I wonder how ICOMOS will view Kaesong’s application for inscription? I am still rather amused at the recommendation after its visit to the Koguryo Tombs which were inscribed in 2004 that a “Visitor’s Management Plan” should be produced. For goodness sake - visitors here are the most “managed” anywhere in the world!!!! No one (foreigners or locals) goes to see ANYTHING in an uncontrolled way! ICOMOS/UNESCO seemed prepared then to overlook even matters of authenticity (“These (tombs) are certainly new, but are part of the presentation and interpretation of the sites – not pretending to be an authentic element, nor compromising the cultural values”) Oh yes – tell that to Dresden with its new bridge!! And UNESCO bent over backwards to solve the political problem between DPRK and China re “ownership” of the Koguryo heritage. So it would appear that UNESCO wants to try very hard (probably justifiably) to bring DPRK inside the world wide “Heritage Family”. If that is so then Kaesong is likely to receive a “fair wind” in July 2008.
We were eventually allowed out of our hotel (The Kaesong Folk hotel which is designed to look like an authentic street of Korean houses) for the c13km drive to King Kongmin’s Tomb. DPRK “majors” on tombs (as well as sites said to be connected to the “Great” and “Dear” Leaders – though these may well have to wait until 2108 to be inscribed as illustrating “a significant stage in human history”, viz One-party charismatic rule – unless of course the worst has happened and everyone lives in such a state by that time!). This tomb is attractively situated on a hill side (photo 1) and the journey there was as interesting as the visit itself as it passed through an active farming area full of “brigades” of workers harvesting with hand tools – enabling some surreptitious photos to be taken from the coach windows! King Kongmin was the 31st king of the Koryo dynasty and ruled from 1352-1374. His tomb is mentioned in this nomination among various sites in and around Kaesong, which was Koryo’s capital from 918-1392. How authentic it is I know not but it was interesting enough and this era of Korean history is not represented on S Korea’s list either, though the earlier Shilla (Gyeongju) and the subsequent Chosun (Changdeokgung) dynasties are. So it is a gap which should be filled.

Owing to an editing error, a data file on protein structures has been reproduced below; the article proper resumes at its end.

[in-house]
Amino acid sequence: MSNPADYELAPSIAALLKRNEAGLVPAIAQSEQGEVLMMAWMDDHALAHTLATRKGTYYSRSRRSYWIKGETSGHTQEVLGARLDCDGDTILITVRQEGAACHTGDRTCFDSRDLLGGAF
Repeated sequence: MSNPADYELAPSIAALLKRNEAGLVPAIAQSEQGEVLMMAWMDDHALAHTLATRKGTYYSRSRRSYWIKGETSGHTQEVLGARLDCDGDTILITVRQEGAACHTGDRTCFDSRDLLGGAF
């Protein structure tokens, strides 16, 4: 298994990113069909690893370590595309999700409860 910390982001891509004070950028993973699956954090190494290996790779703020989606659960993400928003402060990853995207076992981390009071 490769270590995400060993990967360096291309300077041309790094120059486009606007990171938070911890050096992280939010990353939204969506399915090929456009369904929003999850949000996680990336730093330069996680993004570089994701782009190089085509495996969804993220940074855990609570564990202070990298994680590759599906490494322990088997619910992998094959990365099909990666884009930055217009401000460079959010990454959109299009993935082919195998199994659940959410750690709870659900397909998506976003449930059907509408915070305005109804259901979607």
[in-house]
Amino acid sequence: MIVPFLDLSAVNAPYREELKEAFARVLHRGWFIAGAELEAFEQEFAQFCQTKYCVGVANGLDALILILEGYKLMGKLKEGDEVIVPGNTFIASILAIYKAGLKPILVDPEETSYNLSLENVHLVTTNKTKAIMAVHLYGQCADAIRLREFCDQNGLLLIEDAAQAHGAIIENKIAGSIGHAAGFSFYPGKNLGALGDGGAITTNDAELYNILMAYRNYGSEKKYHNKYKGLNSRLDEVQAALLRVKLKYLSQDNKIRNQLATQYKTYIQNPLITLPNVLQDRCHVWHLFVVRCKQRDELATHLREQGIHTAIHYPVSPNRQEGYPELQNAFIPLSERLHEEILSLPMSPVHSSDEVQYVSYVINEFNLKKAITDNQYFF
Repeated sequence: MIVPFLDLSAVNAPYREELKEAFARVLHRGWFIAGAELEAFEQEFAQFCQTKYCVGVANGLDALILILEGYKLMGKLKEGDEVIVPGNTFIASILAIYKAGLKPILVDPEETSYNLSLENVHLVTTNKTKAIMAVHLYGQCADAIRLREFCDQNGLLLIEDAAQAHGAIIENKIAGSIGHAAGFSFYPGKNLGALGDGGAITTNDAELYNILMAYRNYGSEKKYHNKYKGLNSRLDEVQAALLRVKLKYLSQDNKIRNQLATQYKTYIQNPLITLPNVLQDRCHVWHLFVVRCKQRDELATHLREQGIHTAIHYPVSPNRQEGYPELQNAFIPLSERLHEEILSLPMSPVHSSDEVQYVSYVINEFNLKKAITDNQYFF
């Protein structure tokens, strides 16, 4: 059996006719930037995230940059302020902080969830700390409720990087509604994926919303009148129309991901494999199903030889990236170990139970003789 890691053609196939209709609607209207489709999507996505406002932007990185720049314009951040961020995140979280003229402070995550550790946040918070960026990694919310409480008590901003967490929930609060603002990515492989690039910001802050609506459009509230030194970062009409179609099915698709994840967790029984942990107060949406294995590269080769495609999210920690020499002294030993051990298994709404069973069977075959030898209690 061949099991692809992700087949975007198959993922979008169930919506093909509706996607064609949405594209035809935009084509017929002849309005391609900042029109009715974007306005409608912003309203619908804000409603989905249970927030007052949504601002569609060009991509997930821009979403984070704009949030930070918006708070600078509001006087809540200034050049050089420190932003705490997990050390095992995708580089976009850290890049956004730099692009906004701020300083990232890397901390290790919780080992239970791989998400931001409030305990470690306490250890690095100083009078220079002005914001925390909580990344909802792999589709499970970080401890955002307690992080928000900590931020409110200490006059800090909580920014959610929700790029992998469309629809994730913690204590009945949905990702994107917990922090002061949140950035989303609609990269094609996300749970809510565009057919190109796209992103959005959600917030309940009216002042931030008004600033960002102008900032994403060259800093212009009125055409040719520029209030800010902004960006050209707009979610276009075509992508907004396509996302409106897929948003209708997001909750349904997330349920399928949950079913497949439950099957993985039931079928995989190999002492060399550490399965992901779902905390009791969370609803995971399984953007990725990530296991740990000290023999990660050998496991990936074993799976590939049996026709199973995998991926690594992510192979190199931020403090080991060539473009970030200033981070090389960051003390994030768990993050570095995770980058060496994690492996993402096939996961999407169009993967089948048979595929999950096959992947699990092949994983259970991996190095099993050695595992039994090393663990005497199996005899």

The main reason tourists are taken to Kaesong is to visit the DMZ. This we did after the Kongmun tomb visit and then returned to Kaesong for our lunch. Unfortunately we were never given a chance to visit the old town. Instead we were taken “unto a high place” to view (yet another) enormous gold statue of the “Great Leader” and numerous stones carved with his sayings. This was set in a pleasant park above the town. We dispersed like an opened can of worms away from our guide hoping to get to somewhere more interesting – but to no avail. A cliff barred our descent to the old town and I had to make do with a few photos of what looked to be an interesting area (photo 2) of old looking buildings (though all are probably post Korean War as Kaesong exchanged hands several times during that conflict). Then it was back to Pyongyang on a 3 hour drive along the 4 lane but totally deserted highway – another surreal experience in this amazing country.
2012 Incomplete - not examined
Reconsider sites to hold significant and representative examples of the Koryo Dynasty